OCZ: Playing Devil's Advocate

| About: OCZ Technology (OCZ)

In my recent piece, "OCZ: It's Dead And Done", I essentially wrote that OCZ Technology Group (NASDAQ:OCZ), after yet again notifying investors that it would delay filing its financials, was a stock not worthy of investment. At the very best, it's speculation in a market in which buying weekly calls on a solid name is better than buying a flea-ridden penny stock, and at worst it's a waste of money. However, I would like to play devil's advocate for a moment, and I would like to see if there's any hope that OCZ can actually come out of this mess. To be clear, I am not suggesting this will happen or is even likely (I still believe the views in the previous piece), but I am trying to construct a "blue skies" scenario to get a feel for what speculators are looking at, and perhaps give a more balanced view on the name, given the poor critical reception of the last piece.

How Do We Return To Profitability?

This is the ultimate question. My biggest concern by far is that OCZ simply cannot generate enough cash to not only pay the 15%+ interest on its loan from Hercules Technology Growth Capital (NASDAQ:HTGC). The company's "break even" run rate is about $110M, as per several statements from management, and right now the company is currently doing $65M - $80M. We do not know what the range for the most recent quarter is, but let's assume the same sort of range as the previous (but as of yet unfiled) quarters.

So, what kinds of growth rates are needed to get to that breakeven level? Well, first let's assume OCZ is at the low end of the range to play it conservatively (I do not believe optimism is warranted here, and I think there's even a slight risk of coming in below the range). If we assume a 20% growth rate Q/Q, we get to breakeven in 3 quarters. A more optimistic growth rate of 30% gets us to breakeven in a mere 2 quarters.

Where do I get these growth numbers? Current CEO Ralph Schmitt noted in a conference several months ago (the webcast is currently unavailable) that this was the target growth rate following the "reset and restructure" part of this turnaround. These numbers are actually pretty believable given the rapid growth in the SSD industry, but of course the problem here is that competitive pressures are still quite great, and OCZ's NAND cost structure is not going to hold up well if it's trying to compete with its own NAND suppliers in the market place.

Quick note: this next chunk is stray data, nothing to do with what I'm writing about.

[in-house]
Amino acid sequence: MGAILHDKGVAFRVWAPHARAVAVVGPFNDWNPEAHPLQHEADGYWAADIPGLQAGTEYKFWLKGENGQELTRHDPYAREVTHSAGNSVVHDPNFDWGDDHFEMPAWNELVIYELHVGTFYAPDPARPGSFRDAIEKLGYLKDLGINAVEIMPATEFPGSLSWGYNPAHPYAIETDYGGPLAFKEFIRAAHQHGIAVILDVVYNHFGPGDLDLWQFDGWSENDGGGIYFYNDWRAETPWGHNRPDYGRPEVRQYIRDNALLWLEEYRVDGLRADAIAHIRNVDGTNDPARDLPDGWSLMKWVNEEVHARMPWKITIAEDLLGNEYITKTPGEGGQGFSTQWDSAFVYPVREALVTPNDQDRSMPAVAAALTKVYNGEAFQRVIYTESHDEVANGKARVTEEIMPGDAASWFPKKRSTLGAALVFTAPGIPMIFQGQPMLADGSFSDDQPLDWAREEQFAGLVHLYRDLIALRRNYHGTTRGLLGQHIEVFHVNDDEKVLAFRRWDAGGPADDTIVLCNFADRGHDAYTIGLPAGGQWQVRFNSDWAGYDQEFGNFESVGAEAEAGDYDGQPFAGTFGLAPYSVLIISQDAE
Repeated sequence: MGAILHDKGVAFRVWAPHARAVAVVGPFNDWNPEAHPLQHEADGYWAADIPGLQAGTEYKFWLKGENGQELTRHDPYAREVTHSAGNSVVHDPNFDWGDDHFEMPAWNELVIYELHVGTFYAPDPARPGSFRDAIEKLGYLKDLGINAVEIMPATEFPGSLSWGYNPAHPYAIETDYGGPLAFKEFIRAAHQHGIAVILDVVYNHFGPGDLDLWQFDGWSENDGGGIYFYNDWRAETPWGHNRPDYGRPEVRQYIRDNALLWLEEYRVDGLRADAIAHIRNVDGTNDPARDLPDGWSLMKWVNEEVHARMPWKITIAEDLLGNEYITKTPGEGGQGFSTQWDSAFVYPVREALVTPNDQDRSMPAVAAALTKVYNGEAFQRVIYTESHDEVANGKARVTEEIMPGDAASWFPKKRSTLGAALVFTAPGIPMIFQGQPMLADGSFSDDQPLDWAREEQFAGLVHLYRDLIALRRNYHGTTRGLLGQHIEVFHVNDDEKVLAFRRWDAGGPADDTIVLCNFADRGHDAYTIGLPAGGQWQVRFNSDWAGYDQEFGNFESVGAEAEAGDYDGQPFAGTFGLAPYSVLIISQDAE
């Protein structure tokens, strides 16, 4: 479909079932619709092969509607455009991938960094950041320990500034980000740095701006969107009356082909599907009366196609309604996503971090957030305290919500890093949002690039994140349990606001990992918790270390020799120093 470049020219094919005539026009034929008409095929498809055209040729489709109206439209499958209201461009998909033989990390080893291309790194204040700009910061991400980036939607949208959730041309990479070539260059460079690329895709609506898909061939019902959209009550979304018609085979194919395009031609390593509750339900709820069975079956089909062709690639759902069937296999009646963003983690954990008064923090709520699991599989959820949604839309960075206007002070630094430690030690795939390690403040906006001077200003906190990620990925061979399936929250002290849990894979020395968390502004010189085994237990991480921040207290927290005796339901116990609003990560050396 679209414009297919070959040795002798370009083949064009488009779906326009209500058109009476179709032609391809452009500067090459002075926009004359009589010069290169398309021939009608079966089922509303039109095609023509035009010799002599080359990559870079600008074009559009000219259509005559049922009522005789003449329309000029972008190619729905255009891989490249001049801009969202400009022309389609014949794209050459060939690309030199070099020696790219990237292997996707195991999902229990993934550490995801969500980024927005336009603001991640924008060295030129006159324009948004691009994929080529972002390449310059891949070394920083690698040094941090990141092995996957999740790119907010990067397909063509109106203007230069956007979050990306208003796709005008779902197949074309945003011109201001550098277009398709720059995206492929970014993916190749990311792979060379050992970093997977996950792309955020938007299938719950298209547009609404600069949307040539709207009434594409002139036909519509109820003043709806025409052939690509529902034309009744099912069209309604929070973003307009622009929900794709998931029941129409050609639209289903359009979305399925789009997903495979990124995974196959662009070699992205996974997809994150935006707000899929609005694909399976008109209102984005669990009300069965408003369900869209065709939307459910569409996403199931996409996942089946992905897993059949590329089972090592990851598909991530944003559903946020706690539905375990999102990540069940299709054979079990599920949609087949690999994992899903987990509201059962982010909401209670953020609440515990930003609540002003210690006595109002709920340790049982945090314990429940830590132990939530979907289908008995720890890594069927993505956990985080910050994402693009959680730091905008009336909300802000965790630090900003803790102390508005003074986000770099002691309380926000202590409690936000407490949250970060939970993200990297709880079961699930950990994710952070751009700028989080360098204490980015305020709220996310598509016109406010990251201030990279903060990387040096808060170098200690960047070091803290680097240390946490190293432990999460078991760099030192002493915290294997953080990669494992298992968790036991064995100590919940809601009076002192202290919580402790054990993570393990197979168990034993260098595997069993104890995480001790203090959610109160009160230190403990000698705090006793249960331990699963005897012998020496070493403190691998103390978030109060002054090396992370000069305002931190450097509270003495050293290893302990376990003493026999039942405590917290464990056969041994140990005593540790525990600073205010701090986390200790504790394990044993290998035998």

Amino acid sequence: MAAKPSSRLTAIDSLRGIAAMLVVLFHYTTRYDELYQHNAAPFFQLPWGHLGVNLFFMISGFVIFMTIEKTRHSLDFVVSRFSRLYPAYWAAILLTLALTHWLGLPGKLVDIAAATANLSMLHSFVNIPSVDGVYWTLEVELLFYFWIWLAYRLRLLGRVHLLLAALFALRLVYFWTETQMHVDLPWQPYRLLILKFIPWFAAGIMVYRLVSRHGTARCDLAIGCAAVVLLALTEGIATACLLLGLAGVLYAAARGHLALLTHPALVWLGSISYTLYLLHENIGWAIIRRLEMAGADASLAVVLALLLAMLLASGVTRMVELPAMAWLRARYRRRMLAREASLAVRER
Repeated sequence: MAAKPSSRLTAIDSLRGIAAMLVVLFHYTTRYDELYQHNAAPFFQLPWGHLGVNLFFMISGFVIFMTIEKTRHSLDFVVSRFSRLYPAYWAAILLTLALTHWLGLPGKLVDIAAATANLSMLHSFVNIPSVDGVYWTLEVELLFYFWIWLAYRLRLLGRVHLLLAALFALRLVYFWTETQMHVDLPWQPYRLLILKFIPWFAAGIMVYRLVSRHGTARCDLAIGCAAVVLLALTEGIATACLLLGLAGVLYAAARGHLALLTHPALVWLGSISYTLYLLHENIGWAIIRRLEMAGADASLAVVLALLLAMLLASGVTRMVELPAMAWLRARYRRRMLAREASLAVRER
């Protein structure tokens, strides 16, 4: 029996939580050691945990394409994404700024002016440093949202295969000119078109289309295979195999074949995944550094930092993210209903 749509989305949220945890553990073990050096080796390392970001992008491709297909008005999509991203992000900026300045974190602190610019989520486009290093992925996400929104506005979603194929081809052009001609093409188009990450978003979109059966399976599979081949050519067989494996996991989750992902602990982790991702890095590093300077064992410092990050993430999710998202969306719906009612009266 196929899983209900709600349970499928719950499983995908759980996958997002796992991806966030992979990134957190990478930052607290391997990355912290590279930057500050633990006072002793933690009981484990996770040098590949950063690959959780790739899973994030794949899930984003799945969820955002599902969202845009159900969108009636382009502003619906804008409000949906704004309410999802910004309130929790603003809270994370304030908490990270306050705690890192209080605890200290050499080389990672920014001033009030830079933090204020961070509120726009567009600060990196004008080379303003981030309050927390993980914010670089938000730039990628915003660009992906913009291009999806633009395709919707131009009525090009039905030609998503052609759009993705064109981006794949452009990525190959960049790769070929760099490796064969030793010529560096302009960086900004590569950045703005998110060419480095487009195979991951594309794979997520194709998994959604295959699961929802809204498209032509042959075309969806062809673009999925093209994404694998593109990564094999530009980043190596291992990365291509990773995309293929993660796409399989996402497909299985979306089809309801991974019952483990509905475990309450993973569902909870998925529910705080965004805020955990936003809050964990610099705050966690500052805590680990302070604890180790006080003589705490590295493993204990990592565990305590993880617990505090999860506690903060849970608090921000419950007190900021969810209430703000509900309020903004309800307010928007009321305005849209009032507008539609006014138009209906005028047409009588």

The bulls of course argue that OCZ's in-house, world-class SSD controller is enough of a differentiator in order to capture the high end, enthusiast segment of the PC market. The question, of course, is whether this is a market that's even going to track the broader SSD growth given that the mainstream trrend seems to be towards "Ultrabook" style products with very slim SSDs or even integrated NAND into the system directly. The rub here is that we won't actually know until OCZ files its financials and gives Q1 2014 results and Q2 2014 guide. This is just one of many reasons why it's tough to recommend OCZ as an investment.

Another problem is that OCZ is also relying on the enterprise market/mix shift. This is a very tough market to gain a foothold into. Not only are reliability - from a product and a supplier standpoint - critical, this market is coveted by many large, sophisticated players. So, on the first point, suppose that OCZ had an amazing drive with a beautiful software stack - right? A big issue with enterprise customers is that OCZ may not be able to guarantee enough supply thanks to the way the NAND flash business works. The guys such as Fusion-io (NYSE:FIO) that really play up the software side of things (and even they aren't exactly doing so great financially) typically have good NAND flash supply agreements, and are also very skilled at handling NAND that this becomes less of an issue. OCZ has no such supply agreement in place, and as a result, it is difficult for enterprise customers to really feel "comfortable" using OCZ as a supplier.


There seems to be a remote - but not zero - chance that OCZ can return to profitability over a couple of quarters before burning the rest of their cash and being handed over to Hercules for pennies on the dollar relative to today's stock price. My best advice would be to stay away until there are clear signs of a turnaround in place. This means that revenues need to be moving up - and quickly (20-30%) - and gross margins need to be flat to up while this happens. You may not "catch" the bottom in this case, but you certainly mitigate the risk of having the stock go to zero following a delistment as the turnaround will actually be underway.

That's really the key...we don't know anything right now other than that OCZ is out of cash, has a bad loan, and could find it difficult to grow sales in time to hit breakeven - let alone profitability - targets. The SSD market is controlled by the NAND flash players, and without some real, marketable differentiation (a shiny controller is not marketable outside of a few tech geeks), it's going to be pretty unlikely that OCZ survives over the next year. But if there are signs that it will - which means released financials, quickly narrowing loss, path to profitability - then, and only then, is it time to buy in. Anything before then is reckless gambling and I can't in good conscience recommend it.

Disclosure: I have no positions in any stocks mentioned, and no plans to initiate any positions within the next 72 hours. I wrote this article myself, and it expresses my own opinions. I am not receiving compensation for it (other than from Seeking Alpha). I have no business relationship with any company whose stock is mentioned in this article.